NEW YORK - Alliance Capital Management L.P., a firm with more than $50 billion in mutual fund assets, is a surprisingly small player in international.
It has $1.1 billion in open-end international stock funds, mostly in specialized region or sector funds.
That's quite different from Alliance's institutional asset management business, in which $8.3 billion of the $90 billion in assets is in diversified core international equity accounts for such large pension fund clients as Ford Motor Co.. New York City Retirement Systems, Rhode Island Retirement Systems and the New York State and Local Retirement Systems.
In an effort to attract 401(k) clients as well as retail investors, firm officials are hoping to bolster Alliance's international mutual fund capabilities through Alliance's pending acquisition of Cursitor-Eaton Asset Management, London, a global asset allocation specialist. Alliance might introduce a global asset allocation mutual fund for retail investors, although it has not yet started the process.
Alliance executives also hope the acquisition will enable the firm to intensify its marketing to pension funds in Europe. Cursitor runs $10 billion in assets, mainly for European pension funds.
Alliance has come a long way since it introduced its first load mutual fund to the public in 1983 and its first closed-end fund in 1987. Assets under management have soared since 1987, largely through strategic acquisitions.
Meanwhile, its mutual fund business has grown robustly to represent a bigger piece of the pie. In 1987, mutual funds represented $7 billion - or less than 25% - of the firm's $30 billion in assets. In 1992, they had grown to $22 billion, just more than one-third of the firm's $64 billion. In 1993, with the addition of $36 billion in assets from its purchase of Equitable Capital Management Corp., the ratio remained around one-third, at $37 billion of Alliance's $115 billion.
When the Cursitor acquisition is finalized, assets will total well over $150 billion, including more than $50 billion in mutual funds.
"Cursitor-Eaton provides a service (to Alliance) that doesn't currently exist,"said Michael J. Laughlin, executive vice president of Alliance Capital Management and chairman of Alliance Fund Distributors, referring to the global asset allocation product.
The goal of the purchase is to add to earnings, bring new investment skills and enter new markets, he said. "We're already a dominant player in the ERISA market. This gives us a different scope," he said.
He said it will take the firm "a little while to determine how to take advantage (of the acquisition) in our U.S. retail business."
As for overseas, "Cursitor has a couple of offshore funds we'll be looking to add to our arsenal."
International products are in great demand from the broker-dealers that are Alliance's main mutual fund distribution channel.
"Most of our distribution firms are looking for international because they think international will turn around, although Alliance is still bullish on the U.S. for 1996. Most of our new products will come out of the international area in the next several years," Mr. Laughlin said.
The firm has added 19 international research analysts and portfolio managers during the past 18 months. Alliance also has named its first marketing director in London, John Campbell. Mr. Campbell is a director at Cursitor-Eaton. He will assume the new position once the acquisition is completed in late February.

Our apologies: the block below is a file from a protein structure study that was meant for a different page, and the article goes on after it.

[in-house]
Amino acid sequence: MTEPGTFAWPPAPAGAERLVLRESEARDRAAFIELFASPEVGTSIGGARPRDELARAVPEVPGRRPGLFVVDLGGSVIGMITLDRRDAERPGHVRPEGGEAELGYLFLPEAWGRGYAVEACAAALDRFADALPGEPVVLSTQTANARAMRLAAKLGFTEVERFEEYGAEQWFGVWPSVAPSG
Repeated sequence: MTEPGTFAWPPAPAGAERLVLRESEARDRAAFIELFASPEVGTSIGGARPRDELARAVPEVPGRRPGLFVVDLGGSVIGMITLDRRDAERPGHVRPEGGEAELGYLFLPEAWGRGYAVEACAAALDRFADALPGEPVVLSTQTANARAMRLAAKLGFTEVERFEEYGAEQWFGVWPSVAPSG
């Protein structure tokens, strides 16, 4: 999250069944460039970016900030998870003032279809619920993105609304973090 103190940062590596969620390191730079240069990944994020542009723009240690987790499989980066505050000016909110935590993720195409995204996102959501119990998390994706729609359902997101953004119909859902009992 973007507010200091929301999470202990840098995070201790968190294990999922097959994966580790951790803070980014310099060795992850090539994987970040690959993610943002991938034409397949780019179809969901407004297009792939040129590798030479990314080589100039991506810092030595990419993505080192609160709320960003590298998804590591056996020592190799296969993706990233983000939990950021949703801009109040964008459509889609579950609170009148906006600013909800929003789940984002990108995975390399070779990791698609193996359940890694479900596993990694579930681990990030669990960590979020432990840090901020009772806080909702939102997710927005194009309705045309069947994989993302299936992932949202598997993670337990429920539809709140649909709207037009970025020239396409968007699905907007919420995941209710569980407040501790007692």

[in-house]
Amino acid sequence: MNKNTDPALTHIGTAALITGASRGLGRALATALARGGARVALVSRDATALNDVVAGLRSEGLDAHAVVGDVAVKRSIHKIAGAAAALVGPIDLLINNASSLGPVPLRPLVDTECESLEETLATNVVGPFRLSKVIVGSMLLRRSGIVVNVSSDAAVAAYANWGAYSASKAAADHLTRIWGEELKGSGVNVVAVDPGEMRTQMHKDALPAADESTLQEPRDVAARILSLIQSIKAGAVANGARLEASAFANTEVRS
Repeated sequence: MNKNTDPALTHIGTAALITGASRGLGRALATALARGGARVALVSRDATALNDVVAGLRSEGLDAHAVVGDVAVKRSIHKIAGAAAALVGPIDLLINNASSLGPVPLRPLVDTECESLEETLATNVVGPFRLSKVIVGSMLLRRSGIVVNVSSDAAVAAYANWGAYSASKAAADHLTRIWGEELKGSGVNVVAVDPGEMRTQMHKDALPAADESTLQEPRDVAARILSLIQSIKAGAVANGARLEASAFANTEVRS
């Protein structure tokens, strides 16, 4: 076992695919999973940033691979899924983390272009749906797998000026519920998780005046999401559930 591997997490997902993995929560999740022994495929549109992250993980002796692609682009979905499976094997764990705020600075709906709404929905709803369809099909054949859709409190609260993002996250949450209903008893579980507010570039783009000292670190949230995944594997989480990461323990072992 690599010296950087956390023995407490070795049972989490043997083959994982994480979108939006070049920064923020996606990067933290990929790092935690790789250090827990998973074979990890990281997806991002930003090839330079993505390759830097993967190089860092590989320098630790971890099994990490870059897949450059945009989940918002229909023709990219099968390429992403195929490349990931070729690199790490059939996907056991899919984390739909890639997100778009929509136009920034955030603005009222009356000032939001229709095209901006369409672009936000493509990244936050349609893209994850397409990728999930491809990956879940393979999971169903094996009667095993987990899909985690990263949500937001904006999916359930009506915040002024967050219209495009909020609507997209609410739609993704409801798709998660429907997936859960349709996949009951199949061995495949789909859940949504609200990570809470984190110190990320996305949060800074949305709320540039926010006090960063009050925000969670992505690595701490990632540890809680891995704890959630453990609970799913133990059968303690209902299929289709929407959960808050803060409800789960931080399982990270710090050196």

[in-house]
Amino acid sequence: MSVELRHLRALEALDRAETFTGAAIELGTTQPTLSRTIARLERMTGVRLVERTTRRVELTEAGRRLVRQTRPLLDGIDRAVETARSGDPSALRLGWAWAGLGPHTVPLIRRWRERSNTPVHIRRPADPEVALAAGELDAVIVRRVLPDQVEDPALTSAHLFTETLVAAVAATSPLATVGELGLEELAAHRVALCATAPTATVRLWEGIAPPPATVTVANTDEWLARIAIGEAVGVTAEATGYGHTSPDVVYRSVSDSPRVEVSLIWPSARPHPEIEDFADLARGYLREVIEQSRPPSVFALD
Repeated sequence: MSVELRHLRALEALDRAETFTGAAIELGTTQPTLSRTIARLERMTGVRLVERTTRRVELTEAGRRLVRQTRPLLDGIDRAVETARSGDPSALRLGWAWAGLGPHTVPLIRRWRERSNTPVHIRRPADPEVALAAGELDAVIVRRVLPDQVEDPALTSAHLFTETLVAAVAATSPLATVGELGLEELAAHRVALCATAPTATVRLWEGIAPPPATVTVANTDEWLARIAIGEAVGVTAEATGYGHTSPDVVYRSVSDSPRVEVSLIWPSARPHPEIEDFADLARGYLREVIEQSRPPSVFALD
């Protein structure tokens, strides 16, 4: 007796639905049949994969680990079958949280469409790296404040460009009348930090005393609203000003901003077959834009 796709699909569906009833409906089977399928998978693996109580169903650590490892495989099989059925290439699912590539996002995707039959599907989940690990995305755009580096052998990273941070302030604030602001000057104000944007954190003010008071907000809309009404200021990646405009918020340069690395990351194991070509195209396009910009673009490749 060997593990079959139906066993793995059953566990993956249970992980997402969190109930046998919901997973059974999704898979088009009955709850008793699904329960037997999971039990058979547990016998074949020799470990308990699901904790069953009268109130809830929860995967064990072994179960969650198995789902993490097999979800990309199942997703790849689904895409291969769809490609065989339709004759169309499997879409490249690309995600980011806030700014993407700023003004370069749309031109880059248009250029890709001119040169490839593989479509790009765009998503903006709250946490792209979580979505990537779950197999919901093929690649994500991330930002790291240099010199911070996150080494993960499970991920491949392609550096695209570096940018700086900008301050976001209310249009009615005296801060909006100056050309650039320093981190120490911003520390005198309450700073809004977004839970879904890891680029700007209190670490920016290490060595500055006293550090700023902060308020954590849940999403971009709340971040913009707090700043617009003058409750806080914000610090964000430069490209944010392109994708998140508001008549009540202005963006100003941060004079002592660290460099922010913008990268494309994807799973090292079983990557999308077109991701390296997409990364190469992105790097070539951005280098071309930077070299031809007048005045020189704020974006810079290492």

Alliance offers only a few international funds. Its largest is a $700 million Worldwide Privatization fund, which was up only 4.91% in 1995 for the A shares, trailing most of its peers. Its core offering, the $240 million Alliance International fund, is close to reaching a three-year track record under its new portfolio manager, A. Rama Krishna. Alliance International's A shares gained 10.10% in 1995.
"The diversified international fund (Alliance International) came out in 1981 but its long-term performance is pretty lackluster. It's been a little better in the past few years but it's not the kind of fund that really stands out," said Amy Arnott, editor of Morningstar Mutual funds, a research publication.
The fund has garnered a two star or "below average" risk-adjusted Morningstar rating because star ratings are measured against domestic stock funds, which had stellar returns last year.
Ms. Arnott said it is surprising Alliance doesn't have a larger presence in international mutual funds.
If Alliance hopes to significantly grow its international assets from 401(k) and retail clients, its core international stock fund is the best candidate because of its diversified nature. The fund uses country and sector weightings similar to that of the Morgan Stanley Capital International Europe Australasia Far East Index, with bottom-up stock picking.
The core fund has undergone significant changes in recent years."(A.) Rama Krishna restructured it; it used to be aggressive when it was managed out of our London office. The volatility was not acceptable," said Mr. Laughlin.
The fund is now managed out of Tokyo by Mr. Krishna, director of Asian equity research.
Alliance's regional funds - the $10 million All Asia fund and $120 million New Europe fund - have performed quite well but are still very new, Ms. Arnott said.
Although Mr. Laughlin said it could be argued that Worldwide Privatization is a good core international fund because it holds 200 global blue-chip stocks, it is viewed mainly as a specialty fund because it invests in privatizations.
Alliance has about $16 billion in open-end load funds. Of that, $7 billion is in equities; $6 billion is in taxable bonds and $2.5 billion is in municipal bonds. It also runs $14 billion in money market funds.